Thank you for writing this post. I have been part of a literacy book group this year, studying Doug Buehl's, "Developing Readers in the Academic Disciplines" and it has been eye-opening. One of the things that he discusses is how we read through a particular "lens" based on how we self-identify. What your assignment does is give the students permission to self-identify and then write about their interests. Not only that, but it validates their personal interests, which in turn, boosts their intrinsic motivation to learn. I am definitely passing this on to my colleagues.

Also, if anyone is interested, I have posted about some of these issues in my blog, Convergence In the Commons. I have a post about honoring student interests through inquiry, and here is one about reading lenses: http://convergenceinthecommons.com/2013/03/14/reading-lenses/ .

Michelle Lampinen, NBCT's picture
Michelle Lampinen, NBCT
High school English teacher at Biotechnology High School in Freehold, NJ

Hi Deborah,
Thanks for your comment! You are so right that motivation increases when students write about their own interests. I try to give them some level of choice even when doing more formal assignments. I get much less resistance when every detail of the topic is not prescribed for them.

Thanks also for the link to your blog; I'll check it out!

Michelle Lampinen, NBCT's picture
Michelle Lampinen, NBCT
High school English teacher at Biotechnology High School in Freehold, NJ

Hi Kamisah,
Thanks for your comment! I'm glad this has given you a push to get your kids blogging; they'll love it! It does force them to really look closely at any text, written or visual. My kids tend to do a lot of their text-based responses on YouTube videos and TV shows; I love seeing them analyze videos they are passionate about!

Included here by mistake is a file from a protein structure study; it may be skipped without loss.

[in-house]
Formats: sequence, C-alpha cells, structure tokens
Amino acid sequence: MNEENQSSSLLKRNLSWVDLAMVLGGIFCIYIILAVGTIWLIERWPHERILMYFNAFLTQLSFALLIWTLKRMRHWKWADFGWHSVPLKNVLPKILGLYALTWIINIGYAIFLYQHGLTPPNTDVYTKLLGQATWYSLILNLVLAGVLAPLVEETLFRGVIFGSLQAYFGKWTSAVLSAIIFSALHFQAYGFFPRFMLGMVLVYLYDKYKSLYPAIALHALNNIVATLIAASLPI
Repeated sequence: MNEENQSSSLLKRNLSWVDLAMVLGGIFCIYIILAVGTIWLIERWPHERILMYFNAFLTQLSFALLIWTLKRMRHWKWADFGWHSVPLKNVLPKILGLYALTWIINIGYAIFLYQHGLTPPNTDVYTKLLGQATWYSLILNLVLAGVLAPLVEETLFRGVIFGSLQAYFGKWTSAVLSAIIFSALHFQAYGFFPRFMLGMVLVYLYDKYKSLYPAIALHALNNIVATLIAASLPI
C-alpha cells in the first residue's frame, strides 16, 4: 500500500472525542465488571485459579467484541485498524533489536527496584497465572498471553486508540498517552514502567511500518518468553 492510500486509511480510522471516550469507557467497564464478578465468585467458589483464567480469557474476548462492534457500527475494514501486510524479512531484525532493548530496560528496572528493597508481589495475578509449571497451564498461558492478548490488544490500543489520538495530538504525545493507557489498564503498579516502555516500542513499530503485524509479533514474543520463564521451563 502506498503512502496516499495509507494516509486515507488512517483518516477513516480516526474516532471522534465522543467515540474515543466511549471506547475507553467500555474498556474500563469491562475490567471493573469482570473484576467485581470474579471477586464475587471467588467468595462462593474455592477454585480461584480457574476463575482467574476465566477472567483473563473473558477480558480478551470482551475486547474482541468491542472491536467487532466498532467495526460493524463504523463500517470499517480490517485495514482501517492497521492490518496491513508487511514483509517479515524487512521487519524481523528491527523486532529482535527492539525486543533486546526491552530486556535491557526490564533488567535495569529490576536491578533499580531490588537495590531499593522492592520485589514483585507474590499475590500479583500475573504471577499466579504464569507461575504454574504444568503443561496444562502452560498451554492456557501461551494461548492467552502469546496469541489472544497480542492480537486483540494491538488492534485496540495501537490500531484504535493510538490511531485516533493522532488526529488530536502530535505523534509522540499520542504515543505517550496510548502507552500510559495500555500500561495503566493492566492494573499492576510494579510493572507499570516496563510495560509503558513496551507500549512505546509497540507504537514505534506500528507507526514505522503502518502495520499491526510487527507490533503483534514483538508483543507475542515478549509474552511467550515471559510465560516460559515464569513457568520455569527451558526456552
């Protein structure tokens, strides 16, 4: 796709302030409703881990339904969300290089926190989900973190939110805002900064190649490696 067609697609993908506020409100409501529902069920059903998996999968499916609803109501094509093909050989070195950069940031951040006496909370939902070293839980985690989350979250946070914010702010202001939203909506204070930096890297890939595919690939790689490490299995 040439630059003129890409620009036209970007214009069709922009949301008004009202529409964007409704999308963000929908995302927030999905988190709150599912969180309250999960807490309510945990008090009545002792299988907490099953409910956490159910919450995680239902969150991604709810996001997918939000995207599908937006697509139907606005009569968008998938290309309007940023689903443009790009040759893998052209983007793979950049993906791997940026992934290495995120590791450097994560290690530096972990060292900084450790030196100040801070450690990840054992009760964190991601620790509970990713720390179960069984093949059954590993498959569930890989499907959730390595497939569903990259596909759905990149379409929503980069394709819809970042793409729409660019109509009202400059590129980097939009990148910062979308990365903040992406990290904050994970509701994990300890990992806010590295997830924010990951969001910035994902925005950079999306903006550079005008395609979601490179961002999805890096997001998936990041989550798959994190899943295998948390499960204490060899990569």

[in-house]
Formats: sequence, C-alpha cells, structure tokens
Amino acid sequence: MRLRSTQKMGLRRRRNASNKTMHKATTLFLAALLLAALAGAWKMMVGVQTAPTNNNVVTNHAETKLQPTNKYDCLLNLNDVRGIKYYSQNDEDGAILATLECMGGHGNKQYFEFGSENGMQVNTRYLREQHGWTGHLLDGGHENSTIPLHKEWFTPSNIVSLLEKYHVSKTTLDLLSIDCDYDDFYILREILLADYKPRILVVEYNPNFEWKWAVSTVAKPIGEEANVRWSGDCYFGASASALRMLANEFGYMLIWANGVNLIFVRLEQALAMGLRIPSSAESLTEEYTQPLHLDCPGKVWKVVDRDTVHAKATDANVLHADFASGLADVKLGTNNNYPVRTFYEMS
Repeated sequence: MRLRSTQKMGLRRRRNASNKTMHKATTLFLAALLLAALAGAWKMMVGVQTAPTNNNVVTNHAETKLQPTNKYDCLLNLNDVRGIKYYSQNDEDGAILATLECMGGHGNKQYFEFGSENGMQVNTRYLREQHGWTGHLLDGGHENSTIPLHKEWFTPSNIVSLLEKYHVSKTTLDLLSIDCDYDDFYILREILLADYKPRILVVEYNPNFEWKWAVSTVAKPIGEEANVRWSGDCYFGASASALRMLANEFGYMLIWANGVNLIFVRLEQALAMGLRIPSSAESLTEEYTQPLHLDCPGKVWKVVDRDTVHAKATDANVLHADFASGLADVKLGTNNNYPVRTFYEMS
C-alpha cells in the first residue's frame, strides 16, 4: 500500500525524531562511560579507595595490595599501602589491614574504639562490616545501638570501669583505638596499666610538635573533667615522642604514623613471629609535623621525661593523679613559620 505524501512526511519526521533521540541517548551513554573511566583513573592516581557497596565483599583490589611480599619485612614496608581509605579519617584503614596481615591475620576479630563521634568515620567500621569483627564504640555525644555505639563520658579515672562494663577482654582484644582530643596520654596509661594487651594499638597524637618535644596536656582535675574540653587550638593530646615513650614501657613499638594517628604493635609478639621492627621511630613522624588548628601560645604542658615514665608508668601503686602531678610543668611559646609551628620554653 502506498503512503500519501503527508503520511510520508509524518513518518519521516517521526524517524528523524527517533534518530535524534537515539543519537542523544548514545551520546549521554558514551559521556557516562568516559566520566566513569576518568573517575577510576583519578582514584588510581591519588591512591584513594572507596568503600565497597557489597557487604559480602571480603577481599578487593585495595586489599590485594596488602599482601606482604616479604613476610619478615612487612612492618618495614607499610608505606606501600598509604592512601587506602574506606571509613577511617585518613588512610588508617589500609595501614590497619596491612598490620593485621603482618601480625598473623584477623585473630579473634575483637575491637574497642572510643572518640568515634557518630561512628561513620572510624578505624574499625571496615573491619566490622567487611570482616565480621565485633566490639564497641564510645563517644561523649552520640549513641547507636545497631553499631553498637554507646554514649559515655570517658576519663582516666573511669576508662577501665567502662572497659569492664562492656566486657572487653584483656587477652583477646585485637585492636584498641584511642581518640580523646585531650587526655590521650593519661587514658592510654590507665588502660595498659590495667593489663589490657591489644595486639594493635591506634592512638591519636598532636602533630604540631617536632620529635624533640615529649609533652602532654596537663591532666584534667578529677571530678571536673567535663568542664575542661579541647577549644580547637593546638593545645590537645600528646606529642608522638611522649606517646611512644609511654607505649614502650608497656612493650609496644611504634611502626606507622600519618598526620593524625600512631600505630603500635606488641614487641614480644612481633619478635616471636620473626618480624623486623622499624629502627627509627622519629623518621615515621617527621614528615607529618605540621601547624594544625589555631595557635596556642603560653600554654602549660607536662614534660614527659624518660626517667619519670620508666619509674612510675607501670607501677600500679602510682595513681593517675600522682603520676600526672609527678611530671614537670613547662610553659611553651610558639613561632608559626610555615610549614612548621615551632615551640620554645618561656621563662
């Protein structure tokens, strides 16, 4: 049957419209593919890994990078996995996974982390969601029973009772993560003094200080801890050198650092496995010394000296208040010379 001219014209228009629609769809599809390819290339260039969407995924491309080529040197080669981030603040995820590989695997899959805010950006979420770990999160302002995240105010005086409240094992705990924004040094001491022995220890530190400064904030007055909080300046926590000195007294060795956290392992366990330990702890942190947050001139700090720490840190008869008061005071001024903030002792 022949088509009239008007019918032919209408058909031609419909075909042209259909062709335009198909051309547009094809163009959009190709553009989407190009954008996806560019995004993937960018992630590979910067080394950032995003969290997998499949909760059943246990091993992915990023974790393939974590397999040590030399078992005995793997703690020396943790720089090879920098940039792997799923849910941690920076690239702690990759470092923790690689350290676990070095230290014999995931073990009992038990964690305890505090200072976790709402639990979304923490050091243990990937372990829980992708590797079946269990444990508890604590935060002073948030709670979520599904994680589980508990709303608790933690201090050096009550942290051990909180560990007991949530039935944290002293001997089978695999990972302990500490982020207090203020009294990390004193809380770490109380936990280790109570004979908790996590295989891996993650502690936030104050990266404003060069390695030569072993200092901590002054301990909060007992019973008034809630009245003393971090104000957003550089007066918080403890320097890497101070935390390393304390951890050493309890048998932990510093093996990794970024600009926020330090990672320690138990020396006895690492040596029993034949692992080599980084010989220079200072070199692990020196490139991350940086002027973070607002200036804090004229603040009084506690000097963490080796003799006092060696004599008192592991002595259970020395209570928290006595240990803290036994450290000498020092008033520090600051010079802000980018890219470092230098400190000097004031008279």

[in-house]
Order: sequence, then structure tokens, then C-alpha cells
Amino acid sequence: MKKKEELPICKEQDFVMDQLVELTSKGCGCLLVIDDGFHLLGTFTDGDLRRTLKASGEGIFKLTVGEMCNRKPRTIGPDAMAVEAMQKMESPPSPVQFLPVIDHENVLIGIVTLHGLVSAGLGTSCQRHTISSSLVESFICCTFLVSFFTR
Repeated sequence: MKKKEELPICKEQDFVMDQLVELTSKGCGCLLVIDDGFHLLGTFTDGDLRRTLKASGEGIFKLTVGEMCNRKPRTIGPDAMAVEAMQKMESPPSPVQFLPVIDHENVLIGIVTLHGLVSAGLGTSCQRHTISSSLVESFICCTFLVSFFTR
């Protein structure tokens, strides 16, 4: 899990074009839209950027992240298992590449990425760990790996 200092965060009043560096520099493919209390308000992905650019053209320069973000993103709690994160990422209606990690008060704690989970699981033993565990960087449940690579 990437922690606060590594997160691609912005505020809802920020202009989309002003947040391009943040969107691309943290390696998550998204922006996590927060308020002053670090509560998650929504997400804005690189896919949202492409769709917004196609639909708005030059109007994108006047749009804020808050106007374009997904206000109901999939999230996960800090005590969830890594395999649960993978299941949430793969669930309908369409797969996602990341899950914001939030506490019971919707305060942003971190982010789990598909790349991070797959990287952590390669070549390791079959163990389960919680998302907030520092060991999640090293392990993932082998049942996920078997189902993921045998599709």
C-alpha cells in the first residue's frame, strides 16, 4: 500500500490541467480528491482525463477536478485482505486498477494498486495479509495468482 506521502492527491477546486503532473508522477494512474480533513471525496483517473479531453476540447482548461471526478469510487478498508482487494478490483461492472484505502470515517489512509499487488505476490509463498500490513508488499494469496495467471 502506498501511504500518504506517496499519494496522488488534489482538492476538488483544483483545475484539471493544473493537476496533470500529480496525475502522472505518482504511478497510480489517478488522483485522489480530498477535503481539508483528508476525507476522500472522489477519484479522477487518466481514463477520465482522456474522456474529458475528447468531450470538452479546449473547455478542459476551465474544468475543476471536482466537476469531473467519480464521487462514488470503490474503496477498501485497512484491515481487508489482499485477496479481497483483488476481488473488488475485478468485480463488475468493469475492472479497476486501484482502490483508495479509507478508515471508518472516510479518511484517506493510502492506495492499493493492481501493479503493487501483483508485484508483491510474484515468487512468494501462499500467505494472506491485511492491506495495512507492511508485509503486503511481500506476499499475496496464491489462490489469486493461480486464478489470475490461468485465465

Boon Yih Mah's picture
Boon Yih Mah
University lecturer from Malaysia

Hi. Thanks for posting this informative article and I am totally agree with your points. I have devoted my time and effort to designing, developing, and investigating the pedagogical as well as commercial potentials of blog, and its acceptance in different demographic contexts. My research on blogs is not only to bring awareness to, but also to cultivate the interest of blogging for both instructors and learners in order to maximize language teaching and learning capacities.

To sum up, based on my previous studies as shown in the links below, blogs are perceived to be more useful rather than easy-to-use for online journal writing among Malaysian undergraduates with and without hands-on experience. The same findings also appear in Malaysian university diploma students, who have been exposed to using blogs for journal writing and CV writing in different studies.

Related Links:




Besides, I have created a Facebook page entitled "Web-based Cognitive Writing Instruction" to promote the use of blog as the instructional platform in ELT. Welcome to my page at https://www.facebook.com/WebbasedCognitiveWritingInstruction